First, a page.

on December 17, 1997 by Greg Lee
   Vincent D'Onofrio's talent as a character actor is indisputable. With last year's "The Whole Wide World," D'Onofrio showed he had a knack for producing as well, even as he carried a lead role; "Guy" is no different.
   The indie mainstay has again chosen an excellent script by a newcomer, and as a producer has brought in director Michael Lindsay-Hogg to shoot a disturbingly unconventional tale of love and separation. D'Onofrio plays the titular archetypal fellow who finds himself under the unrelenting gaze of a woman and her camera. The nameless, faceless woman ("The Myth of Fingerprints'" Hope Davis) spies Guy in downtown Los Angeles and begins making a documentary about his life--without ever asking permission. Naturally, Guy is taken aback by this intrusion into his life. He responds sequentially with bewilderment, anger, resignation and ardor. D'Onofrio portrays Guy's range of emotions--and his general manner--with such surprising realism it's easy to forget about the movie projector's buzz.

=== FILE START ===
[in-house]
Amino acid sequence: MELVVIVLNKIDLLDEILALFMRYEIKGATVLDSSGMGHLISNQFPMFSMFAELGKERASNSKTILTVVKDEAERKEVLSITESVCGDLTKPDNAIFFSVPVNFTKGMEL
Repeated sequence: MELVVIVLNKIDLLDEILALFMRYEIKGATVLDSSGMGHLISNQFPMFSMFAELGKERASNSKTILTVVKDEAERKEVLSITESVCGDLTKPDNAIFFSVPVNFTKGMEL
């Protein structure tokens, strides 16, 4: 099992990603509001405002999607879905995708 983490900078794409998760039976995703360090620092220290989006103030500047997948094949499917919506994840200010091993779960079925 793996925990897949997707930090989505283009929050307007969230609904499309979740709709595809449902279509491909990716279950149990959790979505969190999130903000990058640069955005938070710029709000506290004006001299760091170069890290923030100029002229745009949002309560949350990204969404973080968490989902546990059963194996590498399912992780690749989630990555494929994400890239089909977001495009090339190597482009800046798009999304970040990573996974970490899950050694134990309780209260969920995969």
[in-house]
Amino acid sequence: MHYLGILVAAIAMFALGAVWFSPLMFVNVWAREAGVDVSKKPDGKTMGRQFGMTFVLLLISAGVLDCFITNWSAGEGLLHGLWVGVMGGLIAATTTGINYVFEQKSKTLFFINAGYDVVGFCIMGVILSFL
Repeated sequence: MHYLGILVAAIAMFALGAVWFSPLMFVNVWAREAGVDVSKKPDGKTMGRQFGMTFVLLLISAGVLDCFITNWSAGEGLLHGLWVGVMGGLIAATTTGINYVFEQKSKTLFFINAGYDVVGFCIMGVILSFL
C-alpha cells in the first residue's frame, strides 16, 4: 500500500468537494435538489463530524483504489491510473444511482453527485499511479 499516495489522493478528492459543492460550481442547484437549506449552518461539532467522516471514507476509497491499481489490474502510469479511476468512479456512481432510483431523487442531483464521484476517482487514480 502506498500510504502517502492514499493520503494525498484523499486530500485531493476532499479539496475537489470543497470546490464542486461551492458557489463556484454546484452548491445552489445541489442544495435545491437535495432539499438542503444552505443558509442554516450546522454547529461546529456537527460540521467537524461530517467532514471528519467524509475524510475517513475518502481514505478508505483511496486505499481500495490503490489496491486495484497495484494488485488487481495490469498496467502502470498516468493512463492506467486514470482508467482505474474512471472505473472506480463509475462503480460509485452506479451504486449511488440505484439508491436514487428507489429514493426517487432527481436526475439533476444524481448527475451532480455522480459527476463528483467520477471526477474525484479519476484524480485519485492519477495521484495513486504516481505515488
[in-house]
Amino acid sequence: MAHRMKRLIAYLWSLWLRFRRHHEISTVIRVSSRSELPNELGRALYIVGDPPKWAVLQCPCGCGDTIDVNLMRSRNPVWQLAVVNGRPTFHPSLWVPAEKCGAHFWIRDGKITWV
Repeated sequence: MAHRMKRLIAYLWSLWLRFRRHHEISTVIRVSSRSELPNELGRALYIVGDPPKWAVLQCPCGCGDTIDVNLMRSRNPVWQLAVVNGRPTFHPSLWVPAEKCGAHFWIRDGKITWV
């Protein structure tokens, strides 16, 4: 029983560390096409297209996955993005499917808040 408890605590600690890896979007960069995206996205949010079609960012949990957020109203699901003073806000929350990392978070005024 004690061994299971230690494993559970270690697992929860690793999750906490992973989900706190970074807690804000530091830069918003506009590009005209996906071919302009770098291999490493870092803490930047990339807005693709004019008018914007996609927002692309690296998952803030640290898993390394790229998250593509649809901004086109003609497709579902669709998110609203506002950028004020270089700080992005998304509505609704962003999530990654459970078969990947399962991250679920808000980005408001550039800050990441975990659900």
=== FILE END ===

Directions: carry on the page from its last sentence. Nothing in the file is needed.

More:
The woman's camera is the only perspective the audience sees, becoming instigator and victim to the material and social degradation Guy endures over the course of the film. The woman demands her own anonymity yet pleads for complete, intimate access to every aspect of Guy's life. She clearly gets more than a documentarian's satisfaction out of her relationship with Guy. She panics every time he tries to leave; the filming will end only when she says it's over.
   "Guy" was written by Kirby Dick, whose controversial documentary "Sick: The Life and Death of Bob Flanagan, Supermasochist" received a Special Recognition award at Sundance this year for its unflinching look at indisputedly painful subject matter. His teaming with Lindsay-Hogg--whose first film, the Beatles documentary "Let It Be," became a prototype of the genre--has crafted a startling look at our spectator society, wrought by expert watchers.    Starring Vincent D'Onofrio, Hope Davis and Kimber Riddle. Directed by Michael Lindsay-Hogg. Written by Kirby Dick. Produced by Vincent D'Onofrio and Renee Missel. A Polygram release. Drama. Not yet rated. Running time: 89 min.
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